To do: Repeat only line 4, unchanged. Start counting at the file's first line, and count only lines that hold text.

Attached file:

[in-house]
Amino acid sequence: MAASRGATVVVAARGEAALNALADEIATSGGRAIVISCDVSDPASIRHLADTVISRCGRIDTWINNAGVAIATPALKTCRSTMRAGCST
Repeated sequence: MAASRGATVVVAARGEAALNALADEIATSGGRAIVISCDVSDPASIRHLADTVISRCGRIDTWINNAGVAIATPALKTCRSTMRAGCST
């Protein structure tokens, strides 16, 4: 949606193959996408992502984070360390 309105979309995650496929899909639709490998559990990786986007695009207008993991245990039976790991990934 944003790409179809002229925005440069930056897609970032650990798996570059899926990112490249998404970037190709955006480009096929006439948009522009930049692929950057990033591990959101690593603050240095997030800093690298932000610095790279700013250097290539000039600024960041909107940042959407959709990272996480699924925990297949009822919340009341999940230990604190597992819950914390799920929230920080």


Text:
């Protein structure tokens, strides 16, 4: 949606193959996408992502984070360390 309105979309995650496929899909639709490998559990990786986007695009207008993991245990039976790991990934 944003790409179809002229925005440069930056897609970032650990798996570059899926990112490249998404970037190709955006480009096929006439948009522009930049692929950057990033591990959101690593603050240095997030800093690298932000610095790279700013250097290539000039600024960041909107940042959407959709990272996480699924925990297949009822919340009341999940230990604190597992819950914390799920929230920080």